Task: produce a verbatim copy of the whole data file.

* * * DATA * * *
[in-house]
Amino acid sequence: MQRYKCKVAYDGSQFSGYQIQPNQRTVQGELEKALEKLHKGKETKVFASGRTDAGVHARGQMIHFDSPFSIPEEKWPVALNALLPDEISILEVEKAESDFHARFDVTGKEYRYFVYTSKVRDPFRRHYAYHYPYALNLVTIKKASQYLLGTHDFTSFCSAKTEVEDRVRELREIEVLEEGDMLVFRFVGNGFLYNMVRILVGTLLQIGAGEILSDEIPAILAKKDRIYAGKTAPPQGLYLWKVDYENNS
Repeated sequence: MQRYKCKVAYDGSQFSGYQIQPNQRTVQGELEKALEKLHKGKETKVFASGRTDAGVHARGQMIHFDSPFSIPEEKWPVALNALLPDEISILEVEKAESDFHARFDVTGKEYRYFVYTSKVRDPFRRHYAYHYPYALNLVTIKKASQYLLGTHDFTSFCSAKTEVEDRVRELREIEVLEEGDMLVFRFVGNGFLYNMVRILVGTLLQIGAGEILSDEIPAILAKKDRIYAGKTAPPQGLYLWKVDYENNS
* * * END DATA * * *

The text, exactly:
[in-house]
Amino acid sequence: MQRYKCKVAYDGSQFSGYQIQPNQRTVQGELEKALEKLHKGKETKVFASGRTDAGVHARGQMIHFDSPFSIPEEKWPVALNALLPDEISILEVEKAESDFHARFDVTGKEYRYFVYTSKVRDPFRRHYAYHYPYALNLVTIKKASQYLLGTHDFTSFCSAKTEVEDRVRELREIEVLEEGDMLVFRFVGNGFLYNMVRILVGTLLQIGAGEILSDEIPAILAKKDRIYAGKTAPPQGLYLWKVDYENNS
Repeated sequence: MQRYKCKVAYDGSQFSGYQIQPNQRTVQGELEKALEKLHKGKETKVFASGRTDAGVHARGQMIHFDSPFSIPEEKWPVALNALLPDEISILEVEKAESDFHARFDVTGKEYRYFVYTSKVRDPFRRHYAYHYPYALNLVTIKKASQYLLGTHDFTSFCSAKTEVEDRVRELREIEVLEEGDMLVFRFVGNGFLYNMVRILVGTLLQIGAGEILSDEIPAILAKKDRIYAGKTAPPQGLYLWKVDYENNS